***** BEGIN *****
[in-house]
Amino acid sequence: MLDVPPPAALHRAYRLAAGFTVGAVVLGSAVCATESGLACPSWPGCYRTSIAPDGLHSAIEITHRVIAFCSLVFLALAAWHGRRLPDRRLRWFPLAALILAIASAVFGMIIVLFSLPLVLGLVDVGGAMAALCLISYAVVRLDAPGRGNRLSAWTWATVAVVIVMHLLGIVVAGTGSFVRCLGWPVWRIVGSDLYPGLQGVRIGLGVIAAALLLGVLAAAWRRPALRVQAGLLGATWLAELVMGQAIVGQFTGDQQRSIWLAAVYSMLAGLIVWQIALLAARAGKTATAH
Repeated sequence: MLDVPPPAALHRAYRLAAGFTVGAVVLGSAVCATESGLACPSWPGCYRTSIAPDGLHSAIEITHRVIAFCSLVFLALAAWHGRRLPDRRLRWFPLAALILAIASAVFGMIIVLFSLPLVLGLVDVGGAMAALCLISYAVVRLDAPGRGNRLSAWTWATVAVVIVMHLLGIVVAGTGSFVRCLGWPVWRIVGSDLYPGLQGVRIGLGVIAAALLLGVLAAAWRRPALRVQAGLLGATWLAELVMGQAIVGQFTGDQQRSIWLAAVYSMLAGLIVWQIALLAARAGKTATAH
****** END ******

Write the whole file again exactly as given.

[in-house]
Amino acid sequence: MLDVPPPAALHRAYRLAAGFTVGAVVLGSAVCATESGLACPSWPGCYRTSIAPDGLHSAIEITHRVIAFCSLVFLALAAWHGRRLPDRRLRWFPLAALILAIASAVFGMIIVLFSLPLVLGLVDVGGAMAALCLISYAVVRLDAPGRGNRLSAWTWATVAVVIVMHLLGIVVAGTGSFVRCLGWPVWRIVGSDLYPGLQGVRIGLGVIAAALLLGVLAAAWRRPALRVQAGLLGATWLAELVMGQAIVGQFTGDQQRSIWLAAVYSMLAGLIVWQIALLAARAGKTATAH
Repeated sequence: MLDVPPPAALHRAYRLAAGFTVGAVVLGSAVCATESGLACPSWPGCYRTSIAPDGLHSAIEITHRVIAFCSLVFLALAAWHGRRLPDRRLRWFPLAALILAIASAVFGMIIVLFSLPLVLGLVDVGGAMAALCLISYAVVRLDAPGRGNRLSAWTWATVAVVIVMHLLGIVVAGTGSFVRCLGWPVWRIVGSDLYPGLQGVRIGLGVIAAALLLGVLAAAWRRPALRVQAGLLGATWLAELVMGQAIVGQFTGDQQRSIWLAAVYSMLAGLIVWQIALLAARAGKTATAH